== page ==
This Week at the City Bar
MONDAY, JANUARY 9
6 PM – 9 PM, CLE
The Connection Between Matrimonial Law & Trusts & Estates Law: The Essentials For Practitioners in These Practice Areas (Video Replay)
6:30 PM – 8:30 PM, Event
The Eurozone Crisis: What Happened and What’s Next?
(Registration for this event is closed)
TUESDAY, JANUARY 10
9 AM – 12:30 PM, CLE
Using Bankruptcy to Retain Real Estate Ownership (Video Replay)
WEDNESDAY, JANUARY 11
8:30 AM – 10:30 AM, Event
Re-entry Series: Self Assessment as a Critical Part of the Re-entry Process
9 AM – 12 PM, CLE
A Mediation Career: Getting Started (Video Replay)
12:30 PM – 2:30 PM, Event
Lunch with a Judge Hon. Raymond J. Lohier, Jr.
6:30 PM – 8 PM, Event
Conversation between Court Interpreters and Attorneys
THURSDAY, JANUARY 12
9 AM – 10:30 AM, Event
Healthy Eating Tips for Busy Lawyers
9 AM – 12 PM, CLE
Employment Law Essentials: What New York Practitioners Need To Know About Leaves Of Absence, Overtime, Retaliation & More… (Video Replay)
12:30 PM – 2 PM, Event
Untangling the “TAX KNOT” for the Small Law Firm and Solo Practitioner
FRIDAY, JANUARY 13
9 AM – 11:30 AM, CLE
When Real Estate Deals Go Bad: Effective Tools to Overcome 2011’s Trickiest Road Blocks (Video Replay)
Around the Bar
In the Legal Pipeline
College students and recent graduates attended the City Bar Student Pipeline Program’s LSAT/Law School Prep Series on January 3rd and 5th.
Recent Committee Activity
The Council on Judicial Administration issued a report urging the Legislature to adopt the Judiciary’s 2012-2013 Budget Request in its entirety. The report states that the Judiciary Budget is a reasonable, practical document, which is responsive to the state’s current fiscal pressures, yet also addresses the need to provide meaningful access to the courts and to ameliorate some of the harmful effects of last year’s cuts. The report notes that the budget includes funding for judicial salary increases and requests $25 million for civil legal services funding, which is vital to address the unmet legal needs of the state’s most vulnerable individuals.
Committee Seeking Members
The Women in the Courts Task Force has worked to address issues impacting women as advocates and women as litigants. The Task Force has also done substantial work in the area of language access in the courts. The Task Force will be holding an informal meeting at M Bar (12 West 44th Street) from 6 PM–8 PM on February 15 as a way to introduce potential members to current Task Force members and further discuss the type of work the Task Force does. For more details, to RSVP and/or to apply to be a member on the Task Force please contact the Chair, Reema Abdelhamid, at 212-336-4198 or email@example.com.
City Bar in the News
New York Times, December 28, 2011
In March a federal district court judge in Manhattan ruled that Mr. Prince – whose career was built on appropriating imagery created by others – broke the law by taking photographs from a book about Rastafarians and using them without permission to create the collages and a series of paintings based on them.…At a debate about the Prince case at the New York City Bar Association last month Virginia Rutledge, an art lawyer and former general counsel for Creative Commons, a nonprofit group that advocates for more open copyright standards, said she believed that the problem facing the art world was as much a “cultural attribution crisis” as a legal crisis and that the problem could be at least partly addressed by cultivating a stronger climate of simple acknowledgement and credit.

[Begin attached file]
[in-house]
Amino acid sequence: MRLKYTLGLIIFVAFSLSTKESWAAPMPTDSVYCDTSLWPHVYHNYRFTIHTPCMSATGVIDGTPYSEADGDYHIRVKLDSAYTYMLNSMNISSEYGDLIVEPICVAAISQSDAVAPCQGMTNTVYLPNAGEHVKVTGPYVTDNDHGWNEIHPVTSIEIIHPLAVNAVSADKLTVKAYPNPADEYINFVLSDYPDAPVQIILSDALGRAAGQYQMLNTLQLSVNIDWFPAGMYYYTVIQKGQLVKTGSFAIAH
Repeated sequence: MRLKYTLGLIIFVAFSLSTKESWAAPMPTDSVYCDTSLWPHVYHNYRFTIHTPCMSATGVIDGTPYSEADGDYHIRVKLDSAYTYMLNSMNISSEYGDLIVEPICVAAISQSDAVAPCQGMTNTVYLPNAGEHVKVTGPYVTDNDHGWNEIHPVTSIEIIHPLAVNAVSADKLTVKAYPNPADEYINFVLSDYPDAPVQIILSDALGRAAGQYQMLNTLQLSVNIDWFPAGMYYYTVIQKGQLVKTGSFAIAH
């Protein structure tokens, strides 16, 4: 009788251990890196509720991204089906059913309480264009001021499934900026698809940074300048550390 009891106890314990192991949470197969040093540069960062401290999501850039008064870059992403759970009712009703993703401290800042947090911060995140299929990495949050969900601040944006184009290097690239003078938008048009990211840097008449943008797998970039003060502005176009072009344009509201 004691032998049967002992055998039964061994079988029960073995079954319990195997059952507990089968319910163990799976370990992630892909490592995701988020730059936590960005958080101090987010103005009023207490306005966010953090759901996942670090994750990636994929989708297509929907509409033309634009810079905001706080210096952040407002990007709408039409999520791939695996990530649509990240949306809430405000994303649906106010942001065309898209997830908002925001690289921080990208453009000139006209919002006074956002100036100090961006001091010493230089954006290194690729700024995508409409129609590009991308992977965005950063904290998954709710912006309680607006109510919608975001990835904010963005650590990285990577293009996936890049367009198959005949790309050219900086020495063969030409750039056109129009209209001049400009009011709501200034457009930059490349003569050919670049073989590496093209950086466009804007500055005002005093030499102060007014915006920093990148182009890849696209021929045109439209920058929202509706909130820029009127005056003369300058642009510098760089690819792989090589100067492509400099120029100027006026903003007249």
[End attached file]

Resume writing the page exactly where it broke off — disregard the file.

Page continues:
New York Times, December 22, 2011
Blindsided by Financial Crisis, and Trying to Rebuild
Struggling to balance motherhood and work, Ms. Calder decided to make a change. Confident she would be able to find similar work closer to home, she left her job of four years in 2008. She was blindsided when the bottom fell out of the economy.…With no other options, Ms. Calder said, she and Orion entered New York City’s shelter system.…In May, she turned to the City Bar Justice Center’s Legal Clinic for the Homeless.…
International Business Times, December 20, 2011
Obama’s Overseas Corruption Busting Efforts Target Corporations, Executives
Business groups have long complained of the FCPA’s vagueries and wide scope that give regulators too much power in enforcement matters. Corporations say they are at a competitive disadvantage with foreign rivals who face no recourse for making kick backs…Despite the complaints, there is little they can do to fight the charges. The easiest course can be a deferred prosecution agreement, a deal that allows a company to pay a fine and avoid trial by promising to clean up its act. Without trials, though, there is little case law for attorneys or companies to study. “As a result…the enforcement agencies have broad power and discretion to enforce the FCPA as they determine appropriate,” the New York City Bar Association report said.
New York Times, December 20, 2011
Mad as Hell
Ellen Goodman, the Boston Globe’s Pulitzer Prize-winning former columnist, now retired, is busy these days with something called the Conversation Project, one of many nascent efforts to make the rigors of caregiving and advanced old age into a kitchen-table issue – not just a topic for policy wonks and health care professionals…Ms. Goodman believes we have arrived at a cultural tipping point with regard to caregiving, and I cannot help but wonder if she is right…The New York City Bar Association is sponsoring a series of forums and eventually a treatise – a call to arms – that will urge professionals “to take a more active role in helping themselves, their families, clients, patients and public to prepare for the future.”
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